2020_010_A
Support the Café
Search our site

Why did Jesus have to die?

Why did Jesus have to die?

Derek Flood, the author of a new book on the death of Jesus, talks about the meaning of that death in the Huffington Post:

Why did Jesus have to die? Was it to appease a wrathful God’s demand for punishment? Does that mean Jesus died to save us from God? How could someone ever truly love or trust a God like that? How can that ever be called “Good News?” It’s questions like these that make so many people want to have nothing to do with Christianity.

….

Behind all of this lies an understanding of the cross rooted in retributive justice known as penal substitution. Simply put: in this theory of the atonement Jesus is punished (penal) instead of us (substitution). Penal substitution is, without question, the most widespread theory of the atonement today.* So much so, that many people do not think of it as a theory at all, but simply as “what the Bible says.” …

… guess what? the Bible doesn’t say this at all. You don’t have to adopt a schizophrenic view that pits God against Jesus. You don’t need to accept a doctrine that flies in the face of the grace and love you have experienced. There is a better way: one that is both fully in line with the teachings of Jesus and the New Testament, and at the same time grace-focused and life-giving. That really is good news.

*It wasn’t always that way of course. For the first thousand years, the work of Christ was understood primarily in terms of God’s act of healing people, and liberating them from the bonds of sin and death. This understanding of the atonement is known as Christus Victor. But gradually there was a shift towards a legal focus, and with it a focus on violent punishment. The message was flipped on it’s head: instead of the crucifixion being seen as an act of grave injustice (as it is portrayed in all four Gospels), there was a shift towards the claim that God had demanded the death of Jesus to quench his anger. Not coincidentally, this coincided with increased violence perpetrated by the church, and it went downhill from there

0 0 vote
Article Rating
Facebooktwitterpinterestlinkedinmail

Café Comments?

Our comment policy requires that you use your real first and last names and provide an email address (your email will not be published). Comments that use non-PG rated language, include personal attacks, that are not provable as fact or that we deem in any way to be counter to our mission of fostering respectful dialogue will not be posted.

6 Comments
Newest
Oldest Most Voted
Inline Feedbacks
View all comments
mscottsail

Yes, Bill, thanks. Anselm’s Satisfaction theory is what I was thinking of.

Marshall Scott

Weiwen Ng

Clay – the desire for empire is a very human desire. American readers of this blog live in an empire right now – not one as cruel as the Romans, but definitely an empire. So, while Christus Victor can be misunderstood, it should not be.

Bill Dilworth

“feudal obligation” (yes, that’s a real theory, but I’ve lost the technical term for it this morning).”

Would that be Satisfaction? http://www.edwardfudge.com/gracemails/atonement_theories.html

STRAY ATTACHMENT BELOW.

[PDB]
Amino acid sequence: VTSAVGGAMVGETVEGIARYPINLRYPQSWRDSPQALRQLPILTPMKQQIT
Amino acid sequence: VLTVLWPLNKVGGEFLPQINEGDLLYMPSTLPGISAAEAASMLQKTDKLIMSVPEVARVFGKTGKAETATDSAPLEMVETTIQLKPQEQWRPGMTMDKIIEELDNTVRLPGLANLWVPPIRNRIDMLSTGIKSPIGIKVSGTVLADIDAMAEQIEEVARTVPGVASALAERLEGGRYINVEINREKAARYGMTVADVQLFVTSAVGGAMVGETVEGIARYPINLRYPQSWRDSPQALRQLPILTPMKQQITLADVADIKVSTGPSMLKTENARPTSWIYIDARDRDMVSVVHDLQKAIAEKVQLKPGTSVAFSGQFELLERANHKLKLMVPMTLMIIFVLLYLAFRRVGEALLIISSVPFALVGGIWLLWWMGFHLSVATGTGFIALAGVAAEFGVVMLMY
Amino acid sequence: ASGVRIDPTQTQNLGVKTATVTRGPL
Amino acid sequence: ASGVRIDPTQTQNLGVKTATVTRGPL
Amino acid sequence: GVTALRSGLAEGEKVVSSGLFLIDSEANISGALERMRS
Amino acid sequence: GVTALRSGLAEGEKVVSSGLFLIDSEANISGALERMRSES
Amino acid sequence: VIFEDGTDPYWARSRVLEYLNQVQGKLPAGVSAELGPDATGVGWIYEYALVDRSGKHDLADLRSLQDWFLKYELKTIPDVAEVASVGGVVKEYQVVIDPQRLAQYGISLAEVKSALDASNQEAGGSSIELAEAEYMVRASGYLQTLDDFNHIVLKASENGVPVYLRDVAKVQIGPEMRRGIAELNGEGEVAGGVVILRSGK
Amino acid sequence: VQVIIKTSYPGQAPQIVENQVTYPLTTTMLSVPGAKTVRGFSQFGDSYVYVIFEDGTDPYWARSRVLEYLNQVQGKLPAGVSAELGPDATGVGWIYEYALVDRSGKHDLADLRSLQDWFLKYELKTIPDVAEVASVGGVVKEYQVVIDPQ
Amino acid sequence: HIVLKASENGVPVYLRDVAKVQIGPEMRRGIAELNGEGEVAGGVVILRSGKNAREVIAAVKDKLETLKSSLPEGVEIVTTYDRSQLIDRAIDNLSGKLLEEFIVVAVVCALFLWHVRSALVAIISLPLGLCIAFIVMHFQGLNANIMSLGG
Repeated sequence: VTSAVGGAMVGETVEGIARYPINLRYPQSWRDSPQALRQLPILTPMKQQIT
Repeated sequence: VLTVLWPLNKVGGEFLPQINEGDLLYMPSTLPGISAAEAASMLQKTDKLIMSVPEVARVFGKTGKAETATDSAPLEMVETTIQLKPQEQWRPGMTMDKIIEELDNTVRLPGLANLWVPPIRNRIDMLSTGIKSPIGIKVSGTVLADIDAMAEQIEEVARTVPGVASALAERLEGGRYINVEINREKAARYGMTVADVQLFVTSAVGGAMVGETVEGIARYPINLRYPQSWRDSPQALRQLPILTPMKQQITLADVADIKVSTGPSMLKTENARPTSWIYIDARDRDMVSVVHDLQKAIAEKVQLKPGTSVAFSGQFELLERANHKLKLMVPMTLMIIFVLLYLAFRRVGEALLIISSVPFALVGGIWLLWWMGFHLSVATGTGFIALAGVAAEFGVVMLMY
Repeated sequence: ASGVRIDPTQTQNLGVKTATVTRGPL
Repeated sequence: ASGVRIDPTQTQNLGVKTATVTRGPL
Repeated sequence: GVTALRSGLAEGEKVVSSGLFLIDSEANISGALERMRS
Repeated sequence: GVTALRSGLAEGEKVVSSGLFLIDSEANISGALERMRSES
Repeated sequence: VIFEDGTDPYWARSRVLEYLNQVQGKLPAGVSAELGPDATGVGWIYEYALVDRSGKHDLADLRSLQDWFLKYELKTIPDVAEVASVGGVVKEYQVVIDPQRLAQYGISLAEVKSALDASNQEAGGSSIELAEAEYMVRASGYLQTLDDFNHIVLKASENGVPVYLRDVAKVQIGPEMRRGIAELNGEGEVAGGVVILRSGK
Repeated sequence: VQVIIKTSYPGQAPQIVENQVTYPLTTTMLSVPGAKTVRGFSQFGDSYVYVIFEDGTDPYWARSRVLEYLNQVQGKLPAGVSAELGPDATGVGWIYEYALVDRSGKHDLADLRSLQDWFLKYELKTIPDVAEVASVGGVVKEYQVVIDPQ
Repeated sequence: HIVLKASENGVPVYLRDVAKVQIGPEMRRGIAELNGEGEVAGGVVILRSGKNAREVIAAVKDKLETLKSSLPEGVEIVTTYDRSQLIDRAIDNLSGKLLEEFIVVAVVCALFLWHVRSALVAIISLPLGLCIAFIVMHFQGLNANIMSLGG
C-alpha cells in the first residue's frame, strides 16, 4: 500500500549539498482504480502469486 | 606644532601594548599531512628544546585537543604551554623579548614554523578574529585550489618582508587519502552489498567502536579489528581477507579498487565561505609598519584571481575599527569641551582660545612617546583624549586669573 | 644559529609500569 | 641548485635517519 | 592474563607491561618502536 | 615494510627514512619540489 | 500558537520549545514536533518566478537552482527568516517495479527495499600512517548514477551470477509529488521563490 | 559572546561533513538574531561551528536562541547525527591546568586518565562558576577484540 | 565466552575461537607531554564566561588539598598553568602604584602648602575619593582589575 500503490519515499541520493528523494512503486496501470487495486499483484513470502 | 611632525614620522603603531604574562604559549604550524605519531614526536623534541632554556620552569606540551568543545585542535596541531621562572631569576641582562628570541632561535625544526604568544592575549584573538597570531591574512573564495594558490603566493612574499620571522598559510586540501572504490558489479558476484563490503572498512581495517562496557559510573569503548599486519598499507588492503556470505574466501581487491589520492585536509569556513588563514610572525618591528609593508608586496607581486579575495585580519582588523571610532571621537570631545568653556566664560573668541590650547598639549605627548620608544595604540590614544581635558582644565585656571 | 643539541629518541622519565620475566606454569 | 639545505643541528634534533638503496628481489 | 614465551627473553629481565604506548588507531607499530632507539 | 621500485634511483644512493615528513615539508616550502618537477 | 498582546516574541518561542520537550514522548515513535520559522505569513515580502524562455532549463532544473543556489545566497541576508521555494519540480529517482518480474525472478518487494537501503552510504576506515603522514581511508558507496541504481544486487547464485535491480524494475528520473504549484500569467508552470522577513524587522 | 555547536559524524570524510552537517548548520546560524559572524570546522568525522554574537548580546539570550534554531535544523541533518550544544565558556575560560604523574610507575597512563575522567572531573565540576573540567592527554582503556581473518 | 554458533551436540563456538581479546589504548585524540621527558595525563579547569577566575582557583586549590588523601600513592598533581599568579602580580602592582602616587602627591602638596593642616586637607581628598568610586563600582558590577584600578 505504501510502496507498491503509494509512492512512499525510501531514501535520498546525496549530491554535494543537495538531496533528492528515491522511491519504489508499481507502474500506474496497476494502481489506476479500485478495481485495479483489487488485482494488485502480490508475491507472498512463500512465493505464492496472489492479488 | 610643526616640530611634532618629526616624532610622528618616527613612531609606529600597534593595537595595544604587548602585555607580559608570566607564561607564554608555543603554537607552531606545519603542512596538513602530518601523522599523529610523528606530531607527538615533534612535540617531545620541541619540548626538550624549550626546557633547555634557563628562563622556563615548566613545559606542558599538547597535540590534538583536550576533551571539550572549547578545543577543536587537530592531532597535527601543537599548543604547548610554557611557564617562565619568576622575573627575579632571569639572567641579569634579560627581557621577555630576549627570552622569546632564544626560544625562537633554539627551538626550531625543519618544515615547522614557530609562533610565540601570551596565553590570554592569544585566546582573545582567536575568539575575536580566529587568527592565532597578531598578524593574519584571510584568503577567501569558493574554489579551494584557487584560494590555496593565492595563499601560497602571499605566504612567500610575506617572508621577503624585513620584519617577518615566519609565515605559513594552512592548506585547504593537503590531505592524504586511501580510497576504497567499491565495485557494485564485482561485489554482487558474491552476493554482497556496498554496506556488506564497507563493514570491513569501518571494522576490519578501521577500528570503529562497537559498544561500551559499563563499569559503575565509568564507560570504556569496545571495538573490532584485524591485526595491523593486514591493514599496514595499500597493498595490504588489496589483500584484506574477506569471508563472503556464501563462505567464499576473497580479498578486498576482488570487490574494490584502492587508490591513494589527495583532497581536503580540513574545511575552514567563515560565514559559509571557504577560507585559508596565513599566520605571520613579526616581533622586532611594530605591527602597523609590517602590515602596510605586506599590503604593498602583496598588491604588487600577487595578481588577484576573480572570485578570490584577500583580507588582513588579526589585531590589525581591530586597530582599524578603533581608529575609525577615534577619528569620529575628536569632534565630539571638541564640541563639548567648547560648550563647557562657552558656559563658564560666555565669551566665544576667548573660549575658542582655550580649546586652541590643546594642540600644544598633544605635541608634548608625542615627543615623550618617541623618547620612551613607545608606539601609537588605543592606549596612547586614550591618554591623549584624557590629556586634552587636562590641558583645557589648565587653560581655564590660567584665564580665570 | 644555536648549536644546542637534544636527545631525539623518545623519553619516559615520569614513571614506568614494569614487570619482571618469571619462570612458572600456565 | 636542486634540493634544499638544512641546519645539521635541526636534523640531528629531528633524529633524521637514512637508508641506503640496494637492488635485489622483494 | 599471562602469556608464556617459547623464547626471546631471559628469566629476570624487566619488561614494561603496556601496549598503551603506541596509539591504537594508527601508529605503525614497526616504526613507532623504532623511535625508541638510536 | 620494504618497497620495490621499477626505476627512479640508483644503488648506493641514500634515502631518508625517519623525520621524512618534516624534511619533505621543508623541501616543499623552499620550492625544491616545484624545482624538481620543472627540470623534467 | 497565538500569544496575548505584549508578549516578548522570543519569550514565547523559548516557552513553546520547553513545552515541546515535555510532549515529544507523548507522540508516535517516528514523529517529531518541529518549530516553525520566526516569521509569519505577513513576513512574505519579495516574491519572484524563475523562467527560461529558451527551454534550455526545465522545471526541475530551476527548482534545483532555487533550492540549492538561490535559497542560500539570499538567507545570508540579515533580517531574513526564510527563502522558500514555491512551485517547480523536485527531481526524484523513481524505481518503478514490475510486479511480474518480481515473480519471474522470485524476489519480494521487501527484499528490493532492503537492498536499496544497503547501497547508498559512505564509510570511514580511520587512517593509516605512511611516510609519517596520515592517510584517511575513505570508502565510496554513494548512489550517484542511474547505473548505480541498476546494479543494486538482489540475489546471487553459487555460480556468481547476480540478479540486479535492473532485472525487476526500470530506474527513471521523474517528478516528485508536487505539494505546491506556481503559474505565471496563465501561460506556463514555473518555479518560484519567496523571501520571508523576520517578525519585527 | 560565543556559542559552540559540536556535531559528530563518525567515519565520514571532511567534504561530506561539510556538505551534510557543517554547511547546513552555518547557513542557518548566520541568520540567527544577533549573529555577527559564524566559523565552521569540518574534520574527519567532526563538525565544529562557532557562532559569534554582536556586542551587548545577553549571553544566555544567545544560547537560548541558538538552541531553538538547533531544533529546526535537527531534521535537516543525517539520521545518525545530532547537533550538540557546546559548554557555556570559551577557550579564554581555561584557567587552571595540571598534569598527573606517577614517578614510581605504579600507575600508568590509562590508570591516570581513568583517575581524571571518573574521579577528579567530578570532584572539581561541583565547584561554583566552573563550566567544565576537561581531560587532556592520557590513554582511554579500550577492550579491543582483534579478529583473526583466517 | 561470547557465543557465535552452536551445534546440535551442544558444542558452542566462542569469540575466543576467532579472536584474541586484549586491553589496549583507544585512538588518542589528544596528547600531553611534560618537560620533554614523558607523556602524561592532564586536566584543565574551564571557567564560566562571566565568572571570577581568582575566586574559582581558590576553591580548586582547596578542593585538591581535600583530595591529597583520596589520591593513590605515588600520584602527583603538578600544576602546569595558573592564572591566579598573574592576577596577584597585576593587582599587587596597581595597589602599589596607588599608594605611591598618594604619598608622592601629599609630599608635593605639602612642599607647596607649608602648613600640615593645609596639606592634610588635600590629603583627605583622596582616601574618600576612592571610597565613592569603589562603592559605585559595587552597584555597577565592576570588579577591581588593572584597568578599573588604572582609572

mscottsail

Seems to me that this is one of those points where it isn’t “either/or.” There are several models of atonement, each of which illumines something, and none of which is adequate. Now, Ann, I would agree that this is a particularly Episcopal thing to say (once I would have said “Anglican,” but some of our siblings in other parts of the world have demonstrably narrowed); but I’m quite aware of Christian bodies that have explicitly embraced “penal substitution” to the exclusion of “Christus Victor” or “feudal obligation” (yes, that’s a real theory, but I’ve lost the technical term for it this morning).

Marshall Scott

Clay Calhoun

Interesting, I was just reading up on the Christus Victor view of atonement last night. It’s a view that I find very appealing for a number of reasons, not least of which its roots in the early church and its focus on God as all-powerful victor (in comparison to God ‘at the mercy of’ a law that demands blood sacrifice). One thing that does concern me a bit is the propensity of some to seemingly read into the Christus Victor view the idea that we really are not responsible for the death of Jesus. It was those corrupt ‘powers of empire’ that perpetrated this ‘act of grave injustice’, not me, and therefore the gospels are really about protesting against unjust political systems, or economic inequality, or some such temporal problem. As if to say, not only have we been liberated from sin and death, but we were never really at fault in the first place, and so this freedom is simply what we are due. I think this is a misunderstanding of Christus Victor, but one that unfortunately has gained a following in more recent times.

Facebooktwitterrss
Support the Café
Past Posts

The Episcopal Café seeks to be an independent voice, reporting and reflecting on the Episcopal Church and the Anglican tradition.  The Café is not a platform of advocacy, but it does aim to tell the story of the church from the perspective of Progressive Christianity.  Our collective sympathy, as the Café, lies with the project of widening the circle of inclusion within the church and empowering all the baptized for the role to which they have been called as followers of Christ.

The opinions expressed at the Café are those of individual contributors, and, unless otherwise noted, should not be interpreted as official statements of a parish, diocese or other organization. The art and articles that appear here remain the property of their creators.

All Content  © 2017 Episcopal Café